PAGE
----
They say that crafting is healthy for the mind of the crafter herself — but it's also beneficial for others in need. If you'd like to put your sewing, knitting, or crocheting skills to good use, we have a few humble suggestions. Crafting, it seems, can become more than a hobby; you can transform your art into an actual charitable cause. Ahead are a number of ways to craft in the name of local or national philanthropy.
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1. Raise Awareness for Heart Disease
Cute babies in red hats — oh, my! The American Heart Foundation recently launched a "Little Hats, Big Hearts" campaign in which newborn babies don scarlet headwear to spread the word about heart disease and congenital heart defects (the most common birth defects in the United States). The AHF wants participants to use cotton or acrylic red yarn that's medium to heavy weight, and machine washable and dryable. The website urges you to contact your local American Heart Association office for deadlines and more info.
2. Provide Comfort to Preemie Babies
Those precious tiny humans need a lot of comfort and warmth to grow healthy and strong. Doctors in Denmark reportedly discovered that premature babies who held a knitted octopus toy displayed regular heartbeats, better breathing, and robust oxygen blood levels. Propose the idea of knitting snug toys for these little ones to your local hospital. The concept may just take off in your community.
3. Keep Chickens Warm
Passionate about poultry? A retirement home in Milton, MA, partnered with a local charity to knit colorful sweaters for a few chilly chickens. Consider assisting local farmers who need to keep their livestock warm when the sun sets (it may be spring, but for many of us, temperatures are still dipping come nightfall). Let's face it: These fashionable birdies are both warm and adorable.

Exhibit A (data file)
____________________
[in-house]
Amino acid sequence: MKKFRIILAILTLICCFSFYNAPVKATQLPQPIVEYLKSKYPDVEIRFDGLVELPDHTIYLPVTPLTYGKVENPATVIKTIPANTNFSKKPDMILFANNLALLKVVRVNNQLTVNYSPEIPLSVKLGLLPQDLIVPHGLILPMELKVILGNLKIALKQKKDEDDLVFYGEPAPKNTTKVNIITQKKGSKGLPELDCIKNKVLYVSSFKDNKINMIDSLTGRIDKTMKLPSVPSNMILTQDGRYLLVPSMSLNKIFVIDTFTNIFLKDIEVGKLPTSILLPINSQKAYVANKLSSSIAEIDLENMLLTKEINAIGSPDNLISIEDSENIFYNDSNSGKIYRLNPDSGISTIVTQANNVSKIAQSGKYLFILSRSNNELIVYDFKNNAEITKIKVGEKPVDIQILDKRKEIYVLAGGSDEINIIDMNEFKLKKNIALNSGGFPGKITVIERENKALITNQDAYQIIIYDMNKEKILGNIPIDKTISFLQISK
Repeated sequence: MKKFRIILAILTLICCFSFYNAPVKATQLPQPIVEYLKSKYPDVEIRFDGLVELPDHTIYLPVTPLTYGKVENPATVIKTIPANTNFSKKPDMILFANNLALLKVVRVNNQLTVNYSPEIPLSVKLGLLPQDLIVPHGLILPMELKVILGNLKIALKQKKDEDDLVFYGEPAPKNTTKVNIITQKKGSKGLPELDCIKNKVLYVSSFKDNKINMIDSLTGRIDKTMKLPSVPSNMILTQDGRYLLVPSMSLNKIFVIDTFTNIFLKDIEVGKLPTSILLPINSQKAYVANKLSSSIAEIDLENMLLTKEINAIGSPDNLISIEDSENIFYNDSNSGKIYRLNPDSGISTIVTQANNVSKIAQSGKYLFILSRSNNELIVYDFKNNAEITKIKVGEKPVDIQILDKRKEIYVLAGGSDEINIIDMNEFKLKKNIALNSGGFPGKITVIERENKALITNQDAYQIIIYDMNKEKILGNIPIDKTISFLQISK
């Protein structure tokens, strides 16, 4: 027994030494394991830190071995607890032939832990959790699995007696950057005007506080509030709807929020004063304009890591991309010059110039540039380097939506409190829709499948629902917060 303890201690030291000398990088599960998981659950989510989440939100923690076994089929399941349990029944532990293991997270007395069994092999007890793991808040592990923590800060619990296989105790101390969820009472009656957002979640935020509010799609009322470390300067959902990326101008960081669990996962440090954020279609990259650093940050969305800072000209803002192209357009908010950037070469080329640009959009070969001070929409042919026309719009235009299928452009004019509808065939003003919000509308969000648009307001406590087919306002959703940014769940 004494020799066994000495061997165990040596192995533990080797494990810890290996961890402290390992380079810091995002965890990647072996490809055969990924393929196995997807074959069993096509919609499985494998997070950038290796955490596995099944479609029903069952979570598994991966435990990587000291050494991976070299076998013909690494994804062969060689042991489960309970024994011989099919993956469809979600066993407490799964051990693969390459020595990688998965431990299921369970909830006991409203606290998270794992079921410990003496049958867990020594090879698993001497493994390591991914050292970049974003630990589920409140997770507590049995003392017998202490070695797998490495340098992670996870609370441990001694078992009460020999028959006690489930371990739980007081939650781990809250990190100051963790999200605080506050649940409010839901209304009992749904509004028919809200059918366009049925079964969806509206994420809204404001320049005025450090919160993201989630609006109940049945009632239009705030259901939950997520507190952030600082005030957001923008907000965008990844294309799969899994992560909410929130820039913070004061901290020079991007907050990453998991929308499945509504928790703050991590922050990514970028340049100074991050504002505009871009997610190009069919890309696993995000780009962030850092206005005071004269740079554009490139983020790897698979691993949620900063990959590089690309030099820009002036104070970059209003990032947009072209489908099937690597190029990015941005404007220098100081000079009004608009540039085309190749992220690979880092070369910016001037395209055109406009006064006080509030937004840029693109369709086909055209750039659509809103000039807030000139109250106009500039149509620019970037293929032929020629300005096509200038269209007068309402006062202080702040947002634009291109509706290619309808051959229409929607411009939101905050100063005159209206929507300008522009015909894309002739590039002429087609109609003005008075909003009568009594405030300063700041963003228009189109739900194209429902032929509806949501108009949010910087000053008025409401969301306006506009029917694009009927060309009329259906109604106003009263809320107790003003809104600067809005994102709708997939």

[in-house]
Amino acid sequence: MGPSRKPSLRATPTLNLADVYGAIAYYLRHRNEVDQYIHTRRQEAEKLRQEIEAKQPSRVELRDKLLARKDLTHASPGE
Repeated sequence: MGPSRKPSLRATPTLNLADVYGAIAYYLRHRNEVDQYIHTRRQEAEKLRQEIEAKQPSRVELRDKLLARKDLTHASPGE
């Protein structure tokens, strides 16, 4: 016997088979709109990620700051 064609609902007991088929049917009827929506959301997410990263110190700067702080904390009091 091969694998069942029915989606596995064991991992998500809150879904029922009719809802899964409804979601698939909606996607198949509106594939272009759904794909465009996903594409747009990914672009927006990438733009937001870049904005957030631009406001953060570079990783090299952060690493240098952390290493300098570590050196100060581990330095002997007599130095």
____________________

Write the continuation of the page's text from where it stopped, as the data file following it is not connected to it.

4. Provide for the Homeless
If you've seen trees wrapped in handmade scarves, there's a reason. Community groups and churches are banding together to provide some much needed warmth to those who need it the most and leaving their handmade gifts in public areas — some even come attached with a kind, encouraging note. In Minnesota alone, a group of people attached more than 1,000 scarves in 21 different parks. If you'd like to donate more than scarves, go to WarmUpAmerica.org to find out how you can help those in need during the colder seasons.
5. Help Dogs Get Adopted
Throughout the years, animal shelters have faced a particular difficulty adopting out dark-coated canines. In fact, it's such a prevalent issue that it even has a name: "Black Dog Syndrome." To combat this prejudice and make the dogs more appealing to potential fur-ever homes, volunteers at the Scottish SPCA centers in Inverness and Caithness are knitting jumpers, sweaters, and hatwear for dogs up for adoption. So why not make something warm and snuggly for a puppy in need of a home?
6. Comfort Animals Around the World
Here's a sweet story: The elephants in residence at the WildLife SOS Elephant Conservation and Care Center located in Northern India were experiencing chilly temperatures. To better accomodate them, the local villagers were quick to create several oversized blankets. You can research different wildlife sanctuaries and conservation centers, and ask if they are in need of warm goods. Who knew that you could put your creative skills to work for a good cause and help animals across the globe?
7. Donate Your Time
Still unsure about how you'd like to give back? It takes discipline, love and time to knit, crochet or sew something for the underpriveleged. Find a program you truly care about via All Free Knitting, in which you'll find lists of local and national charities that accept sartorial crafts. What better way to spend your day than passing on the joy knitting brings to you?